Granted, summer is fast approaching and with that comes the dreaded body analysis. No, I’m not referring to the usual diet-to-try-to-squeeze-into-last-year’s-swimsuit examination. I’m talking winter hair growth…and more specifically...its removal.
I’m of the belief that hair seems to grow more dense and thick during the winter months. Kinda like a bear in hibernation. When you stick your head out of your cave to look at the spring flowers, you suddenly notice about six months of furry stuff covering your body.
It was easy to hide unshaven legs under boots or long pants, and unattended armpits secretly lurked under layered blouses and sweaters (you know who you are). But once the warm weather sets in, all attempts at hair-hiding are off.
Unlike some foreign countries, I don’t think hairy legs or armpits will ever be in style in the US. It seems like American women are obsessed with purging their bodies of every tiny hair follicle. They’ll go to just about any length and spend a small fortune to rid themselves of unwanted growth.
Guess they’re not the only ones. Now, men are even joining in the crusade to jettison chest and back hairs. Some women might agree it’s about time the male species endure painful procedures like slathering yards of hot wax on sensitive parts of the anatomy then yanking out the black hairy buggers at their roots. Why should the ladies be the only ones sitting immobile while a technician fries body parts with a Star-Trek-like laser beam?
Now everyone can get in on the guarantee to rid the upper lip of that nasty brown caterpillar they’ve sported for years or the five-o-clock shadow that knows no end.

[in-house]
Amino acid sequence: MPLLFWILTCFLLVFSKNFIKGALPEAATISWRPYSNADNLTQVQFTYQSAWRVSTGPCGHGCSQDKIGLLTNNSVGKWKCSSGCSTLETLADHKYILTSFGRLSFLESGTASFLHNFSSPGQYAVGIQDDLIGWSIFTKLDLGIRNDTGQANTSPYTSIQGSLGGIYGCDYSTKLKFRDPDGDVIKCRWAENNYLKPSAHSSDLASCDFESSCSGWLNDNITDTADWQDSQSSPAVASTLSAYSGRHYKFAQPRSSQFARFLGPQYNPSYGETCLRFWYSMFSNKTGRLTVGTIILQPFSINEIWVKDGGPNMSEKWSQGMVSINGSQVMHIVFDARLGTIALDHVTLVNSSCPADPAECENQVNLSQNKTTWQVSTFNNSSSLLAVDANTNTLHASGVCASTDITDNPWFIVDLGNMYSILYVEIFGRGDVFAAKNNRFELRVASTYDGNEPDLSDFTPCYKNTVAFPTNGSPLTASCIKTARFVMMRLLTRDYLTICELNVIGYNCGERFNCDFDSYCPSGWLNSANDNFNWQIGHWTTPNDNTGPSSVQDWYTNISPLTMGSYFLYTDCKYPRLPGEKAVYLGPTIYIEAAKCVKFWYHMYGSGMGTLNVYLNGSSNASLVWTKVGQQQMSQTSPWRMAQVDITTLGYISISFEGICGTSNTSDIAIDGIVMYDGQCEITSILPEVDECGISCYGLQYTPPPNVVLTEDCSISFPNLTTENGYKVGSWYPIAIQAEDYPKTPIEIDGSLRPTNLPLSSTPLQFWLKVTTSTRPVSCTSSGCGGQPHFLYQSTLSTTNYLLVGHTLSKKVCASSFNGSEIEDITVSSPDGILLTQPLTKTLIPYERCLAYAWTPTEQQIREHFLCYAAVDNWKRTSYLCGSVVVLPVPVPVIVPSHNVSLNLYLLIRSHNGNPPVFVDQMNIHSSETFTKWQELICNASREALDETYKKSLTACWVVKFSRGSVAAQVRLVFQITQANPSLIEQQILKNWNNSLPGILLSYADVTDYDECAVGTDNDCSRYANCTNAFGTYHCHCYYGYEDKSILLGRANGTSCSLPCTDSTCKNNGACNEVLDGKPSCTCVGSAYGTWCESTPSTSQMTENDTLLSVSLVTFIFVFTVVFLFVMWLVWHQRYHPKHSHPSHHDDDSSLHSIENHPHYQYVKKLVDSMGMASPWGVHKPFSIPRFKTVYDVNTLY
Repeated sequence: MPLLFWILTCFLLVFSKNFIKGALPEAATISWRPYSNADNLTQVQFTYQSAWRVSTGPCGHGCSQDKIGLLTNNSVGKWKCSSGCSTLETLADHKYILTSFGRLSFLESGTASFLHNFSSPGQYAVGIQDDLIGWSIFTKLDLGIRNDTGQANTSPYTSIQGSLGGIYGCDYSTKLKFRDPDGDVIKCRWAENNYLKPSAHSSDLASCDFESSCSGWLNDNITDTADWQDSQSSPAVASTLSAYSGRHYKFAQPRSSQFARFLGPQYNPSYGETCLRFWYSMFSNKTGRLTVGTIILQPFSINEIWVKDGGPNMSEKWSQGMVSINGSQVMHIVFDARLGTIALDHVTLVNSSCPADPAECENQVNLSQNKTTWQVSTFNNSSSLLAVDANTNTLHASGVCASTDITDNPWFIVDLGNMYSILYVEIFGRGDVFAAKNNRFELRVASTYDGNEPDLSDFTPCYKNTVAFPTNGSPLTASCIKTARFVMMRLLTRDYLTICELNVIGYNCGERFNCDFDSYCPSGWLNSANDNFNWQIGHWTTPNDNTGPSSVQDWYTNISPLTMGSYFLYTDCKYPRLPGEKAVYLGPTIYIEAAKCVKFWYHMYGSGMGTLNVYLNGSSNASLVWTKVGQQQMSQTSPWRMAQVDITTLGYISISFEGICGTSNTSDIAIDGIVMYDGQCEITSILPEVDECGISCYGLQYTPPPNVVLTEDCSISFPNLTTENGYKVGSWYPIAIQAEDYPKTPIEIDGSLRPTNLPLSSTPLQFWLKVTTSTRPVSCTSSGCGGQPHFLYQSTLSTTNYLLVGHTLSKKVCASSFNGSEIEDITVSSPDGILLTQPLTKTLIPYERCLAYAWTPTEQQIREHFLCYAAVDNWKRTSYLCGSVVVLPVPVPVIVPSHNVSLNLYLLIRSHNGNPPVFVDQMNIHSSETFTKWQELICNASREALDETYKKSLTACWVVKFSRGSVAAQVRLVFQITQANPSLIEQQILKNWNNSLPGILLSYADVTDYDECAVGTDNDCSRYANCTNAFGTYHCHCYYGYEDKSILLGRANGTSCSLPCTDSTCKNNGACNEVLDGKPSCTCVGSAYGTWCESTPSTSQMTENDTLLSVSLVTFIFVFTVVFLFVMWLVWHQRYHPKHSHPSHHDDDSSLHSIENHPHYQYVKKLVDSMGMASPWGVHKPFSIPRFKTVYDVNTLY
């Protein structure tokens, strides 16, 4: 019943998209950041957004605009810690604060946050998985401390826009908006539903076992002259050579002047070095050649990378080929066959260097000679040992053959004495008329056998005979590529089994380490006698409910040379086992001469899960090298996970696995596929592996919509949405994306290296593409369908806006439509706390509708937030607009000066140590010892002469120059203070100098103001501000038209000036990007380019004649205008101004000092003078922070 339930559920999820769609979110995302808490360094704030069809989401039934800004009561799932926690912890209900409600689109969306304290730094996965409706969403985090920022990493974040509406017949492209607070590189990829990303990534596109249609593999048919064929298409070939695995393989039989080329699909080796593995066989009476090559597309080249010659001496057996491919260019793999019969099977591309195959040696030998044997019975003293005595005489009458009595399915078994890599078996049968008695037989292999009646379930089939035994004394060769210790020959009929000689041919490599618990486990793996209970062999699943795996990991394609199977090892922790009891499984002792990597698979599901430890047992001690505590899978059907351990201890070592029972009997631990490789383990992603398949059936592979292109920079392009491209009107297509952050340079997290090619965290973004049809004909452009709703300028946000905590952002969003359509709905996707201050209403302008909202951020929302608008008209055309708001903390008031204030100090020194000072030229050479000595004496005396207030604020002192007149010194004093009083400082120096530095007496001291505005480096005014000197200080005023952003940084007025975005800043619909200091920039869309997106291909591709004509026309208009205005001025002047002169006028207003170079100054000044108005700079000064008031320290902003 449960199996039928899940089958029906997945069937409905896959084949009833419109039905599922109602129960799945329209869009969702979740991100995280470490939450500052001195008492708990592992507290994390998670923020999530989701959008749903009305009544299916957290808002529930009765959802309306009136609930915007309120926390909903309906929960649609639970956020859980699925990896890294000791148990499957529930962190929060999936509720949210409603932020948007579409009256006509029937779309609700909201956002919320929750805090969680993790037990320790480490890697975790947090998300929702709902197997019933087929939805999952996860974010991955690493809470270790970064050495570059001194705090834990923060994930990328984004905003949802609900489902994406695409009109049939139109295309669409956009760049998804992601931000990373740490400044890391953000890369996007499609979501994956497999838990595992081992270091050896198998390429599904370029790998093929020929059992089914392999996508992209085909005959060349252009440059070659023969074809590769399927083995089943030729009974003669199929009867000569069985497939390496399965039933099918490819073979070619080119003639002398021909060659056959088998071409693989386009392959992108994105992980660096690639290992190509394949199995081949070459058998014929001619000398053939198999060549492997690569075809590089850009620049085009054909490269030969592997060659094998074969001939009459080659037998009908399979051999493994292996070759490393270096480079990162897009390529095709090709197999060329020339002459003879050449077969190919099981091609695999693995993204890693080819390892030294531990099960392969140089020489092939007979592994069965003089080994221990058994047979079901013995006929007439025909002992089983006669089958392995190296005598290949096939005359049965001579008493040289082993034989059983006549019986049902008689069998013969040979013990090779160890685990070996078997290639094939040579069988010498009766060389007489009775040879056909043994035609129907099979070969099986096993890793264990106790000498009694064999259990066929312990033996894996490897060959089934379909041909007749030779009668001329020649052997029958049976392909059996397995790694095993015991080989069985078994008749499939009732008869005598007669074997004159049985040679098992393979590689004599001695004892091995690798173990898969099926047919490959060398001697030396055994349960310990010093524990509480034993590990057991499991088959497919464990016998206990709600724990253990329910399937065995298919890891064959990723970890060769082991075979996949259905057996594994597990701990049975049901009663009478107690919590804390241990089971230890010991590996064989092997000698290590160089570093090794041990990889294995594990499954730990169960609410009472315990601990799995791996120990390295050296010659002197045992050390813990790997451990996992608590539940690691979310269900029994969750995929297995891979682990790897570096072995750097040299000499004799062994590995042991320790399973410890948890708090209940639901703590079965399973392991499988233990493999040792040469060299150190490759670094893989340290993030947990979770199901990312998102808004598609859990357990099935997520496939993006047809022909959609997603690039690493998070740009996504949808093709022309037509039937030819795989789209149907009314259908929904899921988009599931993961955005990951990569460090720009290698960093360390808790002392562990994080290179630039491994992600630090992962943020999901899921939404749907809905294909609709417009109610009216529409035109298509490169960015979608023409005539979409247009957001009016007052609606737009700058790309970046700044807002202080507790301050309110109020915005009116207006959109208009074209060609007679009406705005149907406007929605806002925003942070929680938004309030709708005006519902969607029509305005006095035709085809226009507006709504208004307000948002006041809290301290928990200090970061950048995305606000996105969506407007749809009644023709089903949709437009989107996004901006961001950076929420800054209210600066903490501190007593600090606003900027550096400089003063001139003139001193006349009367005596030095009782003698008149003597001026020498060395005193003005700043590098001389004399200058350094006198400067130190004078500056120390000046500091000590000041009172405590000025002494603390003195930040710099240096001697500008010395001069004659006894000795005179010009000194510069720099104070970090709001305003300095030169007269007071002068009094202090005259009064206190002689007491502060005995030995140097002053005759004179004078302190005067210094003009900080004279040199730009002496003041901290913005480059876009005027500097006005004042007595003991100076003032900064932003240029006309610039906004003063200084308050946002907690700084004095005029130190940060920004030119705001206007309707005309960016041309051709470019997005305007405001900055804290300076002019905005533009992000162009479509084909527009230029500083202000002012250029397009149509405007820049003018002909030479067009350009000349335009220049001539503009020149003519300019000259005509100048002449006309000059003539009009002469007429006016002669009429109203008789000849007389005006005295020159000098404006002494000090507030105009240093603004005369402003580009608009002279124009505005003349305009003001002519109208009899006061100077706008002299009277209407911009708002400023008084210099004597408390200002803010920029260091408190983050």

For those who aren't brave enough to endure much pain, there are “natural” methods of hair removal from which to select. Once practiced by the ancients, “Stringing” or “Threading” is making a big come-back into modern culture.
I looked up the how-to online, but after reading the complex instructions that involved the equivalent of trying to snag a tiny single hair by a cats-cradle maze of taught string, I decided a video might make it easier to figure out.
At first I thought I was watching “Fifty Shades of Grey” the home version, ‘cause the poor lady looked like she was going to hang herself. I was more confused after viewing the video then when I started, and decided to avoid attempting any such maneuver on my own.
You’ve probably notice those TV commercials advertising a product called the “No-No”. It looks like a tiny Smartphone, only it removes hair instead of giving you brain cancer or arthritis in your thumbs. Ditto with the “mē™ smooth” gizmo which resembles a miniature walkie-talkie.
Both sounded painless and since a bazillion satisfied users couldn’t be wrong, my curiosity got the best of me. I had to check it out. I spotted them at my local BBB store and the store manager almost had to call the paramedics when I saw the prices…well over $200 for the No-No and the me-me closed in on a mere $400.
I guess it’s a bargain when compared to years of painful waxing or laser treatments. But truth be told, no matter how you approach it, stubble removal is a financially hair raising experience.
Bottom line: if you need to get rid of the hair, but don’t have the $$ to spare, the DIY string method may just be the answer to prayer. Budda-boom!